Politics

Next Prime Minister polls tracker: Who will be the next PM?

Nick Ferrari slams Conservatives over cost of living response

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Conservative voters received their ballots in early August, giving them a month to consider Ms Truss and Mr Sunak’s performances at various hustings across the UK. They have now finished their final appeals to the party’s approximately 200,000 members, and voting officially closes today ahead of the reveal date on September 4. Tories and the remaining 99.97 percent of the country who aren’t members will be anxious to find out who will follow Boris Johnson as Britons battle a series of crises.

When does voting end?

After weeks of hustings, the Conservative Party ballot closes today – in a matter of hours.

Voters have until 5pm to make their decision ahead of the September 4 results day.

The next Prime Minister will receive permission to form a Government from Queen Elizabeth II and take office on Monday, September 5.

Who will become the next Prime Minister?

The latest stage of the Tory leadership race is less transparent than previous rounds when MPs were eliminating new candidates every day.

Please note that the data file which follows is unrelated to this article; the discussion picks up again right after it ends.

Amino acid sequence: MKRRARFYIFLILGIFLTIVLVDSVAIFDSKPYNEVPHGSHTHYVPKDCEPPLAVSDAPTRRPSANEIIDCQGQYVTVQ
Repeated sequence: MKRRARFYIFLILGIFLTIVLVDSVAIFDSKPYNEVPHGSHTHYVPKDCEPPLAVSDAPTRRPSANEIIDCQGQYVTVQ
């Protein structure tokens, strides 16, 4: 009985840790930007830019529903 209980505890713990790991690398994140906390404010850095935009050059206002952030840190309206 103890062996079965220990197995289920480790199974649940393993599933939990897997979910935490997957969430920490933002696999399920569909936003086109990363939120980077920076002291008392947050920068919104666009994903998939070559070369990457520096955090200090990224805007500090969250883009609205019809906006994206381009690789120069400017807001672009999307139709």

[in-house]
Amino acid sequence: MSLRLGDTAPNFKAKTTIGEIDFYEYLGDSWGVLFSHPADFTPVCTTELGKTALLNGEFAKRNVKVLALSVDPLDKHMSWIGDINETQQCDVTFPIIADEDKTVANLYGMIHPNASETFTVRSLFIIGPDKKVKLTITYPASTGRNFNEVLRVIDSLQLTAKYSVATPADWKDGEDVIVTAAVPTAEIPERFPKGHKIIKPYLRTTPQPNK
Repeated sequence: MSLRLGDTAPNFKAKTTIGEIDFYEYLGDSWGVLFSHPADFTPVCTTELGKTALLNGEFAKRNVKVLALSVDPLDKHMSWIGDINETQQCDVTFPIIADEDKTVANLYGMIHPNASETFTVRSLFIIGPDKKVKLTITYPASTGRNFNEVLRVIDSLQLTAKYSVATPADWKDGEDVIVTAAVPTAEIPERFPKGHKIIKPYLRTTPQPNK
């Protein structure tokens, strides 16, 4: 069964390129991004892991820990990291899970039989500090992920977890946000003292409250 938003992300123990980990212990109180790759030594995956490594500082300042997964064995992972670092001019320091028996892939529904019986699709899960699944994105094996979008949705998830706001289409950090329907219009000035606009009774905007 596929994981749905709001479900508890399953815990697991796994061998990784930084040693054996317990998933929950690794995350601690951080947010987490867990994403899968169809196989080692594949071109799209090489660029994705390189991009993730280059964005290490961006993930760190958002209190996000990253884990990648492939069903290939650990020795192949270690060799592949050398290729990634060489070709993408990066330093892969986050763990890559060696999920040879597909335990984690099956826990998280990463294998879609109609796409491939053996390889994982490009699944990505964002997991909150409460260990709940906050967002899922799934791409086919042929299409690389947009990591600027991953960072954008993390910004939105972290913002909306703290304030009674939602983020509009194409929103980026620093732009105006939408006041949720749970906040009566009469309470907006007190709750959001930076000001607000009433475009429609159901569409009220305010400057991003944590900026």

During those early days, ex-Chancellor Mr Sunak was riding high as the clear favourite, fetching hundreds of votes in phase.

But the latest polls show that lead has collapsed and Ms Truss is now Mr Johnson’s most likely successor.

Aggregated polling conducted by Politico has found the competition is all but over for Mr Sunak.

Research undertaken by the publication found the Foreign Secretary has nearly doubled the support of her competitor.

Approximately 59 percent of Tory members will vote her into office today, it is suggested, leaving the 32 percent in Mr Sunak’s court disappointed.

The polling gives Ms Truss a comfortable 27 percent lead, one that a sudden swing from undecided voters would struggle to crack.

Only 10 percent of Conservative voters have not chosen a candidate yet, meaning it is unlikely an upset will snatch the win from the Foreign Secretary.

Renowned polling expert Sir John Curtice, a professor of politics at the University of Strathclyde, told the AFP news agency she is the “better politician”.

He added: “Sunak has demonstrated some of the qualities you might hope to see in a good minister.

“But Ms Truss has demonstrated the qualities that you need in a politician.”

While the polls are looking up for Ms Truss personally, she faces an uphill battle to re-establish the Conservative Party’s winning streak.

After 12 years in power and an unabated energy crisis, a polling chasm divides the Tories and Labour.

According to figures released on August 30, Labour now has a double-figure political lead.

Approximately 42 percent of Britons would vote for Sir Keir Starmer, while outgoing Mr Johnson has seen support for his party plummet to 32 percent.

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